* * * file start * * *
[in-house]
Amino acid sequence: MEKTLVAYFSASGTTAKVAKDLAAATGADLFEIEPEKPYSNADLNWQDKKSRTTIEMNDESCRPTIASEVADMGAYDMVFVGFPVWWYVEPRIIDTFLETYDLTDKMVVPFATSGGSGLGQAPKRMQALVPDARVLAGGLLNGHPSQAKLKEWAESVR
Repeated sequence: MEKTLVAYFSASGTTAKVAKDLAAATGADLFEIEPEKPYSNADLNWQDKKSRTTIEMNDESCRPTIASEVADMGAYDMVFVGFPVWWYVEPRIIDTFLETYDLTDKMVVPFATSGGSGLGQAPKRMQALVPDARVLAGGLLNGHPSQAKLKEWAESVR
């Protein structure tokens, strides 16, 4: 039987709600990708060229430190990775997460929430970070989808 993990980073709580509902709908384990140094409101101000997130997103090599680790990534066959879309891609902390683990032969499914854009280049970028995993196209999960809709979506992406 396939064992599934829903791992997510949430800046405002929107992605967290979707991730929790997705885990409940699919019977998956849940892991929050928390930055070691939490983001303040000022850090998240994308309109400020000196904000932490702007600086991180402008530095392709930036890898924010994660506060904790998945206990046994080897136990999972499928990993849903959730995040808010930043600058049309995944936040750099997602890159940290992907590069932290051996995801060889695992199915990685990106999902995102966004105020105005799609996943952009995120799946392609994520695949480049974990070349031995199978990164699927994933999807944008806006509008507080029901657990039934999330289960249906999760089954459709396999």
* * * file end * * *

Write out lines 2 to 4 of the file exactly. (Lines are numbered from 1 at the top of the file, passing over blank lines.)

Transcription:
Amino acid sequence: MEKTLVAYFSASGTTAKVAKDLAAATGADLFEIEPEKPYSNADLNWQDKKSRTTIEMNDESCRPTIASEVADMGAYDMVFVGFPVWWYVEPRIIDTFLETYDLTDKMVVPFATSGGSGLGQAPKRMQALVPDARVLAGGLLNGHPSQAKLKEWAESVR
Repeated sequence: MEKTLVAYFSASGTTAKVAKDLAAATGADLFEIEPEKPYSNADLNWQDKKSRTTIEMNDESCRPTIASEVADMGAYDMVFVGFPVWWYVEPRIIDTFLETYDLTDKMVVPFATSGGSGLGQAPKRMQALVPDARVLAGGLLNGHPSQAKLKEWAESVR
């Protein structure tokens, strides 16, 4: 039987709600990708060229430190990775997460929430970070989808 993990980073709580509902709908384990140094409101101000997130997103090599680790990534066959879309891609902390683990032969499914854009280049970028995993196209999960809709979506992406 396939064992599934829903791992997510949430800046405002929107992605967290979707991730929790997705885990409940699919019977998956849940892991929050928390930055070691939490983001303040000022850090998240994308309109400020000196904000932490702007600086991180402008530095392709930036890898924010994660506060904790998945206990046994080897136990999972499928990993849903959730995040808010930043600058049309995944936040750099997602890159940290992907590069932290051996995801060889695992199915990685990106999902995102966004105020105005799609996943952009995120799946392609994520695949480049974990070349031995199978990164699927994933999807944008806006509008507080029901657990039934999330289960249906999760089954459709396999």